Last Sunday the Washington Redskins lost more than a playoff game. Their star rookie quarterback, Robert Griffin III, a.k.a. “RG3,” hobbled around on a previously sprained, heavily braced knee before re-injuring the joint. It was apparent Griffin was playing hurt, and the situation worsened until the fourth quarter, when the knee badly buckled and he had left the game. He had surgery for a pair of damaged ligaments Wednesday, and fans across the league electrified by Griffin’s speedy brilliance are left wondering if he will be diminished in the future.

Earlier Sunday, just up the beltway from D.C., Baltimore Ravens linebacker Ray Lewis played the final home game of his legendary career, to great fanfare. Lewis rushed back to the field from a torn triceps tendon that seemed to end his season two months ago, and played with an enormous brace similar to the one Griffin wore. Lewis not only made it through the game, but played better than most onlookers expected, finishing with a dozen tackles.

In the aftermath of the action, public sentiment demolished Redskins coach Mike Shanahan for letting his franchise quarterback risk further injury, especially given the horrendous condition of the field on which the game was played. Few blamed Griffin for insisting—demanding, in fact—that he could play; after all, he would lose credibility as team captain if had done so.

Lewis, meanwhile, was praised for his toughness. True, he is not a youngster, and doesn’t play the sport’s most important position. Nevertheless, the contrast was stark: Lewis was celebrated for his career spent colliding at top speed with other players, while Shanahan was ripped for letting his player take part.

Football is suffused with a “warrior mentality,” far more than other sports. The game is not for the meek, but players who play well through pain are granted heroism beyond that of the merely sublime. The players may enforce the code behind closed locker room doors, but it is a mindset that is in large part fostered by the media.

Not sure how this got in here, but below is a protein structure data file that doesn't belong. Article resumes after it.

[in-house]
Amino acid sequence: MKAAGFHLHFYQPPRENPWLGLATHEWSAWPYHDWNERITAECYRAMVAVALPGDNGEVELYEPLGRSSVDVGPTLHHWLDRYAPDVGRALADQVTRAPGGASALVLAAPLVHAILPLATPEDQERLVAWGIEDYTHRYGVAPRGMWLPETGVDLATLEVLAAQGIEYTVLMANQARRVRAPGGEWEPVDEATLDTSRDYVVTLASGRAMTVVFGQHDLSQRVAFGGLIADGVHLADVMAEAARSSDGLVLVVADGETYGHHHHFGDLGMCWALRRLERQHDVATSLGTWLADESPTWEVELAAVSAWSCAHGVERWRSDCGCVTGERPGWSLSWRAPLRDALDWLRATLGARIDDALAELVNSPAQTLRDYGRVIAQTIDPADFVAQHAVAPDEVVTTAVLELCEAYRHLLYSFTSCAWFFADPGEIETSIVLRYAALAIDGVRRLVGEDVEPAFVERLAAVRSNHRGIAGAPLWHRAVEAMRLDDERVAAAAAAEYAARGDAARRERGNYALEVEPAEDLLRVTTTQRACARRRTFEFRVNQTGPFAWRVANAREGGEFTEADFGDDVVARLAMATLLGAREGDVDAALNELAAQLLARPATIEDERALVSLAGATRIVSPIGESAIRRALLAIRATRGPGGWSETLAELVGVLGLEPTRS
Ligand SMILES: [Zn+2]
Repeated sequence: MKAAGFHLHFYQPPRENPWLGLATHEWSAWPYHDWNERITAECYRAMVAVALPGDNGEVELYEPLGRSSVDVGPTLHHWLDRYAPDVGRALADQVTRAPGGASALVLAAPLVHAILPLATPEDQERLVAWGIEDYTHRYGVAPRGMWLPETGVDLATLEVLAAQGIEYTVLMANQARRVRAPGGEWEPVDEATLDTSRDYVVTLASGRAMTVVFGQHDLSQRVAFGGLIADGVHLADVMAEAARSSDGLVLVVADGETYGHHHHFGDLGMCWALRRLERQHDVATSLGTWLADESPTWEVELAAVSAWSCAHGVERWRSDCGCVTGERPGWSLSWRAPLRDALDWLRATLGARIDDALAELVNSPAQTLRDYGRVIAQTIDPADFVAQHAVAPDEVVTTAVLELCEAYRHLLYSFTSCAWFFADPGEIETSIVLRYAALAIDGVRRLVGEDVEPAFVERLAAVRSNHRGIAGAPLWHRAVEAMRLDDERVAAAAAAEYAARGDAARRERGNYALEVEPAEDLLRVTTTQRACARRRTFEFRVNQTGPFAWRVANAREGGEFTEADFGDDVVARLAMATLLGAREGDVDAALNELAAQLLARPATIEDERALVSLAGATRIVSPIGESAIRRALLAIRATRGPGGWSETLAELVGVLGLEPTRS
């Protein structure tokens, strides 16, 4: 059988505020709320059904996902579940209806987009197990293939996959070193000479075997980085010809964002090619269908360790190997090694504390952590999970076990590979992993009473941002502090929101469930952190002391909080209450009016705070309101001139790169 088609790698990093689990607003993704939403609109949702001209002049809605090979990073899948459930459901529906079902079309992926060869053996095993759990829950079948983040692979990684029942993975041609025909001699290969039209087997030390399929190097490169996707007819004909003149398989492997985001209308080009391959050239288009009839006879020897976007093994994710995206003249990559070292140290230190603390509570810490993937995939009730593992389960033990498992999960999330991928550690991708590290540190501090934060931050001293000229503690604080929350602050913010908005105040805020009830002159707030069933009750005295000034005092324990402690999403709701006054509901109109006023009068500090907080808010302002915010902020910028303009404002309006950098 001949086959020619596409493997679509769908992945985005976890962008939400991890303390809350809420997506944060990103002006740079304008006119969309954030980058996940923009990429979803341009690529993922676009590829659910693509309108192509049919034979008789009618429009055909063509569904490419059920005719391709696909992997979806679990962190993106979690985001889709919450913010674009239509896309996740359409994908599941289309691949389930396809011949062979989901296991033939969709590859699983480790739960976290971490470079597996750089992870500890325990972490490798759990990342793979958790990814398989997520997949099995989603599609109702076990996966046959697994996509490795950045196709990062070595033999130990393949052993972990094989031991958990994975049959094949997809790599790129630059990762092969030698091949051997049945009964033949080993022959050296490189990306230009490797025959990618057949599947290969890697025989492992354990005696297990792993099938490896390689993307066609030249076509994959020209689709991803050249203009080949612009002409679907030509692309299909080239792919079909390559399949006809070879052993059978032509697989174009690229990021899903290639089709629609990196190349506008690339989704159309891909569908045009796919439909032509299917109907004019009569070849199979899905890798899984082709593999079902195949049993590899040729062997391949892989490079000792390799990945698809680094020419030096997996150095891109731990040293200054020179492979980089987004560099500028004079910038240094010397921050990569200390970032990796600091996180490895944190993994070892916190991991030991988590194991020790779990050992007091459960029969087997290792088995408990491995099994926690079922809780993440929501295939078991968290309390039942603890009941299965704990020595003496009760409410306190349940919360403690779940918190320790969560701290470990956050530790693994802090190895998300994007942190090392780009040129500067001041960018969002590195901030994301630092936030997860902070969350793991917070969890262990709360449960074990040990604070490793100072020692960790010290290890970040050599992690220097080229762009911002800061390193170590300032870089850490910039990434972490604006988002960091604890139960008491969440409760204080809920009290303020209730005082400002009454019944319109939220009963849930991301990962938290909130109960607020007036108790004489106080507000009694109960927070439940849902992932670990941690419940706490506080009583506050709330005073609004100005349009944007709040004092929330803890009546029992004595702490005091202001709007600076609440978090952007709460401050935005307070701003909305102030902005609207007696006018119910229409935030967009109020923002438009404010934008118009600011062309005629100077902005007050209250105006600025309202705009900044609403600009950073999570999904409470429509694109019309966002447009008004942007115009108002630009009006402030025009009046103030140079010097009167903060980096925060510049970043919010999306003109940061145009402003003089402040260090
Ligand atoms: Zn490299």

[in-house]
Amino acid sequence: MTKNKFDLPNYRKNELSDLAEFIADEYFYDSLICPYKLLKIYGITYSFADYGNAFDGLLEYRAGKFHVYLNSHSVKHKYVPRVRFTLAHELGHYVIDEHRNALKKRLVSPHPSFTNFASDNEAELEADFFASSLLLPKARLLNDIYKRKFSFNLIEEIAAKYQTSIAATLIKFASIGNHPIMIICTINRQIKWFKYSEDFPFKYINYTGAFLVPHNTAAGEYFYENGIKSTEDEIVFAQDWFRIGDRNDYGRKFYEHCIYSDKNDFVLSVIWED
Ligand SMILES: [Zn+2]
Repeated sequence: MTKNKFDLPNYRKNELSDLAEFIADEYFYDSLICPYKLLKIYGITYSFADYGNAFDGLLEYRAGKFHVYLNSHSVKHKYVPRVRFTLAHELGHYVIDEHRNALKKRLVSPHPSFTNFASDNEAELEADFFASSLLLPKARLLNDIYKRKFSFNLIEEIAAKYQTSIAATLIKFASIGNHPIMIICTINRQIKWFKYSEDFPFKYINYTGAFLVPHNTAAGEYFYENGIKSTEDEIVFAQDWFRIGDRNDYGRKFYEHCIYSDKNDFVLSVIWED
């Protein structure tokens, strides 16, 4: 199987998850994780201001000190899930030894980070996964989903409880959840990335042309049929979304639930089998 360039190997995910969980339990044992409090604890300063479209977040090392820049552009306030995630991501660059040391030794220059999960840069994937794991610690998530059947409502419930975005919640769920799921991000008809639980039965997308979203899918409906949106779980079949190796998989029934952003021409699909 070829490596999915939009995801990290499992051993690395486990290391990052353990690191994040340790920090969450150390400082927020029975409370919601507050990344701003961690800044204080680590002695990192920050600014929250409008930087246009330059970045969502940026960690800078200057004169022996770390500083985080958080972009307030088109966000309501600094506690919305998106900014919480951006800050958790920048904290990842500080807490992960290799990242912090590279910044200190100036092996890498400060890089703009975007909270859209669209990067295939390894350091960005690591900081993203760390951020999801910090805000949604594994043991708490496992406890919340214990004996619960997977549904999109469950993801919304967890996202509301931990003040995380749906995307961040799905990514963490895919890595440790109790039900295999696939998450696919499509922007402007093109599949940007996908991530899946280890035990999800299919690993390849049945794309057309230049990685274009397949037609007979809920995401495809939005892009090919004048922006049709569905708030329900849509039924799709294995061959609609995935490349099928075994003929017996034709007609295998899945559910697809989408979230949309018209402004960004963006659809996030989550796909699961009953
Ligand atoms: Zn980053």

Lewis, of course, is the very embodiment of what the pigskin commentariat desires from our gladiators, combining the passionate inspiration of a revivalist preacher with the brutality of a sadist (albeit tempered by an almost tender side that comes out away from the field). He is the very essence of the muscular Christianity he espouses.

But Lewis also dropped what should have been a simple interception in the playoff game Sunday. Had his team lost, would there be a drumbeat of criticism over Lewis suiting up when obviously compromised? Would his coach, John Harbaugh, receive similar heat to what Shanahan is getting? When Griffin played the week before the playoff game on that gimpy right leg, and the Skins pulled out a crucial win, nary a peep of criticism was directed Shanahan’s way.

The larger point is that the culture of football coverage worships the tough guy who rises above such mortal irritations like pain and twisted limbs. NFL Films, the league’s longtime propaganda arm, has raised this admiration of gutting out injuries to cultish devotion, crafting epics of bravery for footballers as Homer once did for Hector.

Lawrence Taylor may have been the best defensive player ever, but the performance of his that endures came on Monday Night Football against New Orleans in 1988, when he destroyed the Saints despite playing in a harness with excruciating shoulder and chest injuries. Emmitt Smith may have scored more touchdowns than anyone in NFL history, but he is revered for his exceptional game against the Giants in 1994 when he played with a separated shoulder and helped win a vital late-season game.

“He sucked it up for his boys,” one of his teammates said reverentially of Smith after the game. In retirement, Smith said he would definitely lie to a trainer about the extent of an injury if it meant he could keep playing.

Robert Weintraub is the author of The House That Ruth Built. He is a frequent contributor to The New York Times and Slate, and a television writer/producer based in Atlanta.